Periphyton Based Climate Smart Aquaculture for the Farmers of Indian Rural Sunderban Areas

Swagat Ghosh, Narayan Chandra Sahu, F.H. Rahaman and K.S. Das


Periphyton is the complex of sessile aquatic biota with associated detritus, attached to submerged substrates. A
possibility of regular income generation through traditional farming is limited due to small land holding, soil
salinity, frequent attacks of cyclones like ‘Aila’, floods, seawater inundation, agricultural practices without
scientific knowledge and crop failures due to pests and diseases. The area is exposed to harsh agro-climatic
situations leading to frustration, abandoning farming, migration of farming communities seeking better livelihood
opportunities, shift to alternate income earning opportunities etc. In this backdrop, ‘different approaches in fisheries
modules are envisaged as an effective tool to create examples before the farmers so that they become able to tap
their own resources for sustainable income generation and to enhance their livelihood security. The units may be
of different types depending on the resources and capacity of the farmers. Considering superior periphyton growth
on bamboo was used as the substrate. This material is too expensive in South-Asia for resource-poor farmers.
Therefore, cheap alternatives for the bamboo substrate have opted like nylon nets. 37 species were identified from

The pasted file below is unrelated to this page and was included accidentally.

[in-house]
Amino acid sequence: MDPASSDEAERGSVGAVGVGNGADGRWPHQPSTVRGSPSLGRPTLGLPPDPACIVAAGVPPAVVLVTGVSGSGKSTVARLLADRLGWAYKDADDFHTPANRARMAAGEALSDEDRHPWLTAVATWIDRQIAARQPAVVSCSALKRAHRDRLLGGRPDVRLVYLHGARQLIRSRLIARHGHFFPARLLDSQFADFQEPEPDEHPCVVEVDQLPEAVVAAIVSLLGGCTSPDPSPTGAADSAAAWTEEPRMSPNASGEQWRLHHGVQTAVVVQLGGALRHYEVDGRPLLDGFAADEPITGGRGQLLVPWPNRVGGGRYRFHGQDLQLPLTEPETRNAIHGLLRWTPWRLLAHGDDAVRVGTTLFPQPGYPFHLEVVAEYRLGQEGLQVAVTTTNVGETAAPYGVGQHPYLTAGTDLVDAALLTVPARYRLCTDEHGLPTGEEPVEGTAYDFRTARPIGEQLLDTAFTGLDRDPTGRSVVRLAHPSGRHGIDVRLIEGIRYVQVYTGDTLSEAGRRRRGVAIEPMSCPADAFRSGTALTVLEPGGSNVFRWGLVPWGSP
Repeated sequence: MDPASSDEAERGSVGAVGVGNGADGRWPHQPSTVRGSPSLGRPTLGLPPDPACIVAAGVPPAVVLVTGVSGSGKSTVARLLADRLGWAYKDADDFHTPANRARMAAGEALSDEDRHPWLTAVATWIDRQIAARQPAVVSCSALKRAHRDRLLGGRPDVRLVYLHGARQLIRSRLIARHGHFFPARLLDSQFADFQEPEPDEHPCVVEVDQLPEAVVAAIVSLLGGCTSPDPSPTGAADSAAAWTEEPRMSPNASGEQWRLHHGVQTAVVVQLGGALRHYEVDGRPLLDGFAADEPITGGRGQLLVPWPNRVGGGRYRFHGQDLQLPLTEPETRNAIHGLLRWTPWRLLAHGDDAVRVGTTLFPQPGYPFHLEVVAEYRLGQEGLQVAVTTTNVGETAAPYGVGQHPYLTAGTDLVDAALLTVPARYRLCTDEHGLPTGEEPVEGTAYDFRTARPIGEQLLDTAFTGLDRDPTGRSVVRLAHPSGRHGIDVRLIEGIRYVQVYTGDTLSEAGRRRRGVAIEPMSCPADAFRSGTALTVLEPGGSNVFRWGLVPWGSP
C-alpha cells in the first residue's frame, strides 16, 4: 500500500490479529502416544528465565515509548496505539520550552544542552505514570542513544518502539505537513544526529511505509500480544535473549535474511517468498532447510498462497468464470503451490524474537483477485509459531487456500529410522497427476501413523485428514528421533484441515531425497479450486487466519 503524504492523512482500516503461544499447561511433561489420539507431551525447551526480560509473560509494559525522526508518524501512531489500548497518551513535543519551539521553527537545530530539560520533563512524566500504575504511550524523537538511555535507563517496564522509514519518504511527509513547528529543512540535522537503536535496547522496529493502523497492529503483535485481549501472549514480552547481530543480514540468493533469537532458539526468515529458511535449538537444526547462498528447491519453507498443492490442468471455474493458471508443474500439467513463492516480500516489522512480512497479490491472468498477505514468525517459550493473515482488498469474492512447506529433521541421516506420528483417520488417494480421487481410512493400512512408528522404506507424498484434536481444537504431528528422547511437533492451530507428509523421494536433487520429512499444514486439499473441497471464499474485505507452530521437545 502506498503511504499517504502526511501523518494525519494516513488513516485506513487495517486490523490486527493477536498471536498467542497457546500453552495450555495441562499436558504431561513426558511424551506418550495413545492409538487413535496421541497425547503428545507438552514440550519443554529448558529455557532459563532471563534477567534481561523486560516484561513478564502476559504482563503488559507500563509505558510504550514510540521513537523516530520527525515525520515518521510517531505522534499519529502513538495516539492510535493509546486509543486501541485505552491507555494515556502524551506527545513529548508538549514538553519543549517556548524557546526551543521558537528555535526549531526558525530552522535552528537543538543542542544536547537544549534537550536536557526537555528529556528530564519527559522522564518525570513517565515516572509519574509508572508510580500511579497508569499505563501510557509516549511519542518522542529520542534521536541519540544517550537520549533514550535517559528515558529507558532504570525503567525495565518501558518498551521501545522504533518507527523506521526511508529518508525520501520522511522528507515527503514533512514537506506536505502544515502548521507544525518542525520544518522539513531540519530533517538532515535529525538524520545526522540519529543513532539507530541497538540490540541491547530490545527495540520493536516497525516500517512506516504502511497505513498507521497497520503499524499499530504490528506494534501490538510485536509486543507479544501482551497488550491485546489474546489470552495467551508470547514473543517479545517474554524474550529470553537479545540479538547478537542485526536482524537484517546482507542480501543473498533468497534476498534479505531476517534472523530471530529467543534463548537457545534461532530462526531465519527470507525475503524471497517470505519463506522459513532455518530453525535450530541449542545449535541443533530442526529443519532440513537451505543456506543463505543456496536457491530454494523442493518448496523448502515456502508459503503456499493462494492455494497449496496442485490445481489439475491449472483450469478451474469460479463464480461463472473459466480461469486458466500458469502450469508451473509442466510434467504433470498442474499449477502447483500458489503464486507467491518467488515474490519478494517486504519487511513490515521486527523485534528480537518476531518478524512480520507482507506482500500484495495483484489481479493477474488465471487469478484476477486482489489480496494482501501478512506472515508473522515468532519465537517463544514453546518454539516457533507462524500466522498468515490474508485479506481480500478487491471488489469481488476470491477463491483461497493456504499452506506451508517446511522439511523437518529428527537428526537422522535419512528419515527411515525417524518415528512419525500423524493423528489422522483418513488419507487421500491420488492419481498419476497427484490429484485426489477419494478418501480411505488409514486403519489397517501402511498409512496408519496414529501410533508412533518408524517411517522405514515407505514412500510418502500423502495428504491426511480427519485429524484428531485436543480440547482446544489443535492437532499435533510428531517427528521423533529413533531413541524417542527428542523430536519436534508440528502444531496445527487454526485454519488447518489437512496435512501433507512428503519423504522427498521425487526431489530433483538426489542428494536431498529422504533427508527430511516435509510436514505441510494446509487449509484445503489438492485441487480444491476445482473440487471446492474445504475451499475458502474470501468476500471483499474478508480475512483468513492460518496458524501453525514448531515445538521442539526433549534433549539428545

the periphyton patches and it showed that the water temperature also less fluctuating in periphyton cultured based
ponds compared to the farmers’ practice. The present study was mainly emphasis on tilapia culture at Sundarban
water. Rearing management systems assessed were: fertilization alone (FA), combined fertilization-feeding (FF),
fertilization periphyton (FP) and fertilization-compost application (FC) in triplicate ponds. Soaked mustard cake
was used as a fertilizer @ 100 kg ha-1 at 15-day intervals in all the treatment ponds. Formulated crumble diet
containing 29.7 per cent protein and 4.9 per cent lipid was used as a supplementary feed in FF. Bamboo poles were
used as substrates (equivalent to 10% of pond surface area) to facilitate periphyton growth in FP and composted
aquatic weed was applied @ 500 kg ha-1 in FC at monthly intervals. Ponds were stocked with grey mullet fry (3.36
± 0.32 g/ 63.70 ± 4.61 mm) at 30,000 number ha-1.Cost of cultivation was found to be significantly reduced in the
case of periphyton technology and this reduction was 31.25 per cent to 37.09 per cent higher in comparison to the
fertilizer and feed. The net return of periphyton technology was found to be 45 per cent to 58 per cent higher than
fertilizer alone experiments.

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